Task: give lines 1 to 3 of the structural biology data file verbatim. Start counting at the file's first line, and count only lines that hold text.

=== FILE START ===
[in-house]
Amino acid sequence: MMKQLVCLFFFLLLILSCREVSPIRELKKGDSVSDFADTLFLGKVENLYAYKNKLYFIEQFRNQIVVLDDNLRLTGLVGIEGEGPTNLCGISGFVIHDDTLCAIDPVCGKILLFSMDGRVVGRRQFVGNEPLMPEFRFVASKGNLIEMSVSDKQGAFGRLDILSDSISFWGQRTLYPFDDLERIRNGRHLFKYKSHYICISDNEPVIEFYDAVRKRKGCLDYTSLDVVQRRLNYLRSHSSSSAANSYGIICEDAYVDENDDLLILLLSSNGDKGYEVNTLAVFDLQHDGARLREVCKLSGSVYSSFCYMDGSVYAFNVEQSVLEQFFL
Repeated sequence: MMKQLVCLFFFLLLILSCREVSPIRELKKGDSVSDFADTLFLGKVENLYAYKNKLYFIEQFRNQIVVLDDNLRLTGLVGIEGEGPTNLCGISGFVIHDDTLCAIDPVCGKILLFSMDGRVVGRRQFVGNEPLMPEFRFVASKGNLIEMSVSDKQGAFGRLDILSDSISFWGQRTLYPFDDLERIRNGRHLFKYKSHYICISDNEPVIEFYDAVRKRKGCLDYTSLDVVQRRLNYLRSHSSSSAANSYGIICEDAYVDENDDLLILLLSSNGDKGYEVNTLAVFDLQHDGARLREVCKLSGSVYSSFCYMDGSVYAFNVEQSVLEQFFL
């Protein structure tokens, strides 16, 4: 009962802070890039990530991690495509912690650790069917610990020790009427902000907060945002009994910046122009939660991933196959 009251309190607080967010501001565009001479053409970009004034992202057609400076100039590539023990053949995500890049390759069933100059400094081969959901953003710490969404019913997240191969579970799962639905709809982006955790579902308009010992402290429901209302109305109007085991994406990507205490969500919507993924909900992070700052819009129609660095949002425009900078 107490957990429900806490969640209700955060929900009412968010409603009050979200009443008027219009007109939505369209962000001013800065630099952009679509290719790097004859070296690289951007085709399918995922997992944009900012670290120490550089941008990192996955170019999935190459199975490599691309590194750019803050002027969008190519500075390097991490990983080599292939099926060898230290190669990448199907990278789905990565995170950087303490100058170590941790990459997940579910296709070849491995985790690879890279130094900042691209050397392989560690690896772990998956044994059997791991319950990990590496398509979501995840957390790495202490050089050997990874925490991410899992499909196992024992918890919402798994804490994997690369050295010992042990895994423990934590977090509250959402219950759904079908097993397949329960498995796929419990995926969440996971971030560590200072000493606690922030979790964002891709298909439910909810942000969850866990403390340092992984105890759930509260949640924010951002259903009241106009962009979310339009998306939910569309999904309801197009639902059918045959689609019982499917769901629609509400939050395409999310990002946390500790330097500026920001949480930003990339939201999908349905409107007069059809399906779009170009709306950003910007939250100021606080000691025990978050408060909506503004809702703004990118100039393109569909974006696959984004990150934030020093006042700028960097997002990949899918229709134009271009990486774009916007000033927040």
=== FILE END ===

[in-house]
Amino acid sequence: MMKQLVCLFFFLLLILSCREVSPIRELKKGDSVSDFADTLFLGKVENLYAYKNKLYFIEQFRNQIVVLDDNLRLTGLVGIEGEGPTNLCGISGFVIHDDTLCAIDPVCGKILLFSMDGRVVGRRQFVGNEPLMPEFRFVASKGNLIEMSVSDKQGAFGRLDILSDSISFWGQRTLYPFDDLERIRNGRHLFKYKSHYICISDNEPVIEFYDAVRKRKGCLDYTSLDVVQRRLNYLRSHSSSSAANSYGIICEDAYVDENDDLLILLLSSNGDKGYEVNTLAVFDLQHDGARLREVCKLSGSVYSSFCYMDGSVYAFNVEQSVLEQFFL
Repeated sequence: MMKQLVCLFFFLLLILSCREVSPIRELKKGDSVSDFADTLFLGKVENLYAYKNKLYFIEQFRNQIVVLDDNLRLTGLVGIEGEGPTNLCGISGFVIHDDTLCAIDPVCGKILLFSMDGRVVGRRQFVGNEPLMPEFRFVASKGNLIEMSVSDKQGAFGRLDILSDSISFWGQRTLYPFDDLERIRNGRHLFKYKSHYICISDNEPVIEFYDAVRKRKGCLDYTSLDVVQRRLNYLRSHSSSSAANSYGIICEDAYVDENDDLLILLLSSNGDKGYEVNTLAVFDLQHDGARLREVCKLSGSVYSSFCYMDGSVYAFNVEQSVLEQFFL